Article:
"The binding effect of a decision does not depend upon whether a particular argument was considered therein or not, provided that the point with reference to which an argument was subsequently advanced was actually decided."
The learned Single Judge in Mohanan's case (supra) proceeded to hold inter alia as follows:

Here, the Sub Inspector of Police, Koyippuram, who filed the final report on 16.9.2007, ie. after the notification was published on 18.1.2007, was doing so not in his capacity as CRL.MC No.935/2010 & connected cases -10-

the police officer but in his capacity as the authorised officer under S.25 of the Act. Hence, it is not a police report under S.173 (2) Cr.P.C. forwarded by a police officer. If so, it cannot be treated as a "police report" as contemplated under S2 (r ) Cr.P.C. It is not the label or nomenclature of the report which matters. What is to be examined is as to whether the said report satisfies the definition of a complaint falling under S.2 (d) Cr.P.C. Thereafter the learned Single Judge proceeded to refer to the following decisions Surajmani Srimali vs. State of Orissa (1980 CRL LJ 363), Bholanath v. State of Gujarat (AIR 1971 SC 194), State of Bihar v. Chandra Bhushan Singh (AIR 2001 SC 429), K. Rama Krishnan v. Station House Officer, Hosdurg (1986 CRL. LJ 392) besides State of Kerala v. Sreedharan (1964 KLT 309) and Bhimappa Bassappa Bhu Sannavar v. Laxman Shivarayappa Samagouda & Ors. (AIR 1970 SC 1153). Of course, the learned Single Judge had no occasion to consider the decision of the Division Bench in Mossakoya's case (supra).

11. In Bholanath v. State of Gujarat (AIR 1971 SC 194) the Apex Court was considering a case under the Indian Post Office Act 1898. The question for consideration in that case arose under the provisions of Sec.72 of the Indian CRL.MC No.935/2010 & connected cases -11-

Post Office Act. Sec.72 of the Post Office Act reads as under: "No court shall take cognizance of an offence punishable under any of the provisions of Sections 51, 53, 54, Clauses (a) and

(b), 55, 56, 68, 69, 61, 64, 65, 66 and 67 of this Act, unless upon complaint made by order of, or under authority from, the Director General or a Post Master General."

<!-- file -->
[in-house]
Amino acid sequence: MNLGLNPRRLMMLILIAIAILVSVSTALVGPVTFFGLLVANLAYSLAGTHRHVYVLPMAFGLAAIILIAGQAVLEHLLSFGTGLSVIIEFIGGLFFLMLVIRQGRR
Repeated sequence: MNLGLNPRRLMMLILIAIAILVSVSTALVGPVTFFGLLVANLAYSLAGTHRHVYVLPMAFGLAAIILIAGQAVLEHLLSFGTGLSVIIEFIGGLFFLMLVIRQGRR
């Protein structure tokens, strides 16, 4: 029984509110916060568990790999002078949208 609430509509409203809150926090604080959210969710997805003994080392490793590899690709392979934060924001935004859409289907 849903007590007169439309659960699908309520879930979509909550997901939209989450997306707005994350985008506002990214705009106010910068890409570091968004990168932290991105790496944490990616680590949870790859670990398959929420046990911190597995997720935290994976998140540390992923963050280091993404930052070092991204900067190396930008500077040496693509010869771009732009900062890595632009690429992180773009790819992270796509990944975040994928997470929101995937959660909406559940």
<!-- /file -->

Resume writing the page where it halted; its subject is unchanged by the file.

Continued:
12. The case against the appellant therein was taken cognizance of on the basis of a report filed by the police under Sec.173 of the Code after making enquiry under Chapter XIV of that Code. The investigation of the case was launched on the basis of the information given by postal authorities. The court proceeded to state that it will even assume investigation in question was made after obtaining the sanction of the concerned Post Master General, thereafter the court referred to the definition of the word "complaint" in Sec. 4 (1) (h) and proceeded to hold as follows: ".................The context in which that expression is used in Section 72 indicates that it is a formal document indicting an officer of the postal department for a criminal offence. The purpose behind Section 72 is that officials of the postal department should not be harassed with frivolous prosecutions and that before any of the prosecutions contemplated by Section 72 is launched, the authorities mentioned in that Section should have examined the appropriateness of launching a prosecution and either file a complaint themselves or authorize the filing of such a complaint. Such a requirement will not be satisfied if the concerned authorities merely ask the police to investigate into the case and take appropriate action. An information laid before the police or even a sanction granted for a prosecution by the police would not meet the requirements of Sec.72. If the legislature contemplated that a mere information to the police by the appropriate authority is sufficient then there was no need to enact Section CRL.MC No.935/2010 & connected cases -12-

72.................................."

13. The learned Single Judge proceeded to take the view with reference to the said decision that there was no complaint before the Magistrate by order of or under authority from any of the officials enumerated under S.72 of the Indian Post Office Act, 1898 and what was before the Magistrate was only a final report by the police who were not one of the enumerated authorities under S.72 of the Post Office Act and hence distinguished that case.

14. A learned Single Judge of the Orissa High Court in Surajmani v. State of Orissa (1980 CRL L.J. 363) has proceeded to consider a case under the Orissa (Scheduled Area) Money Lenders' Regulation 1967 and held as follows:

"Charge-sheet submitted by the police in respect of a cognizable offence cannot be held to be a complaint as defined in the Code. A complaint in writing is a sine qua non under the mandatory provisions of Section 23 of the Regulation. The purpose behind Section 23 is that the persons carrying on business of money-lending should not be harassed with frivolous prosecutions. The mandate of this section is that the Magistrate should not take cognizance of an offence unless there is a formal complaint as contemplated under the Code of Criminal Procedure. If the provision of any law gives jurisdiction only on the compliance of a certain condition precedent, then non-compliance of such a provision goes to cut at the root of the jurisdiction f the Court. Threfore cognizance taken by a Magistrate under Section 23 of Regulation on the basis of charge-sheet submitted by the police would be without jurisdiction."